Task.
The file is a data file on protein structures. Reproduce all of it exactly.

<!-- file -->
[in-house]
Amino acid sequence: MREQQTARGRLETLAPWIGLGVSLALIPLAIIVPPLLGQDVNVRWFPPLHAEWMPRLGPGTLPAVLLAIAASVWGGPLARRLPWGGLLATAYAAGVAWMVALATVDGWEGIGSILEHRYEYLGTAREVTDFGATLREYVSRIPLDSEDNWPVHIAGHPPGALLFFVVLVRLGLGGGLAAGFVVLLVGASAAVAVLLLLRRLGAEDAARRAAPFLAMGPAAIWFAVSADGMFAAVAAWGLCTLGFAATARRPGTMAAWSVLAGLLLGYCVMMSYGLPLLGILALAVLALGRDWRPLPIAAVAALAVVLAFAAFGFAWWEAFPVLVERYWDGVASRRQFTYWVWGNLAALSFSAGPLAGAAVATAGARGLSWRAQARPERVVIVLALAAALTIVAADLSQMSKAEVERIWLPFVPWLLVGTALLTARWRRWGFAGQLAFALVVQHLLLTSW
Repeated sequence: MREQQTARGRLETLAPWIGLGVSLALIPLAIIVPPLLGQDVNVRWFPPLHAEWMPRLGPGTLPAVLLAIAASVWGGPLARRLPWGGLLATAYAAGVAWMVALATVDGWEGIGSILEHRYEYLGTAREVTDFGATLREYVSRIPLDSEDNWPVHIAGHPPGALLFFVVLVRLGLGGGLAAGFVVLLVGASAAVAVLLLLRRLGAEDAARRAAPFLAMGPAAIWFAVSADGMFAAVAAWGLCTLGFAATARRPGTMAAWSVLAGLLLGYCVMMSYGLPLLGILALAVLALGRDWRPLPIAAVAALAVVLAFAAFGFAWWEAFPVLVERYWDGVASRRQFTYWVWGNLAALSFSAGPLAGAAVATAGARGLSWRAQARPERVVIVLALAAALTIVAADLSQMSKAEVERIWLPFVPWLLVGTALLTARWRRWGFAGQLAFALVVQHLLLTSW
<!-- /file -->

[in-house]
Amino acid sequence: MREQQTARGRLETLAPWIGLGVSLALIPLAIIVPPLLGQDVNVRWFPPLHAEWMPRLGPGTLPAVLLAIAASVWGGPLARRLPWGGLLATAYAAGVAWMVALATVDGWEGIGSILEHRYEYLGTAREVTDFGATLREYVSRIPLDSEDNWPVHIAGHPPGALLFFVVLVRLGLGGGLAAGFVVLLVGASAAVAVLLLLRRLGAEDAARRAAPFLAMGPAAIWFAVSADGMFAAVAAWGLCTLGFAATARRPGTMAAWSVLAGLLLGYCVMMSYGLPLLGILALAVLALGRDWRPLPIAAVAALAVVLAFAAFGFAWWEAFPVLVERYWDGVASRRQFTYWVWGNLAALSFSAGPLAGAAVATAGARGLSWRAQARPERVVIVLALAAALTIVAADLSQMSKAEVERIWLPFVPWLLVGTALLTARWRRWGFAGQLAFALVVQHLLLTSW
Repeated sequence: MREQQTARGRLETLAPWIGLGVSLALIPLAIIVPPLLGQDVNVRWFPPLHAEWMPRLGPGTLPAVLLAIAASVWGGPLARRLPWGGLLATAYAAGVAWMVALATVDGWEGIGSILEHRYEYLGTAREVTDFGATLREYVSRIPLDSEDNWPVHIAGHPPGALLFFVVLVRLGLGGGLAAGFVVLLVGASAAVAVLLLLRRLGAEDAARRAAPFLAMGPAAIWFAVSADGMFAAVAAWGLCTLGFAATARRPGTMAAWSVLAGLLLGYCVMMSYGLPLLGILALAVLALGRDWRPLPIAAVAALAVVLAFAAFGFAWWEAFPVLVERYWDGVASRRQFTYWVWGNLAALSFSAGPLAGAAVATAGARGLSWRAQARPERVVIVLALAAALTIVAADLSQMSKAEVERIWLPFVPWLLVGTALLTARWRRWGFAGQLAFALVVQHLLLTSW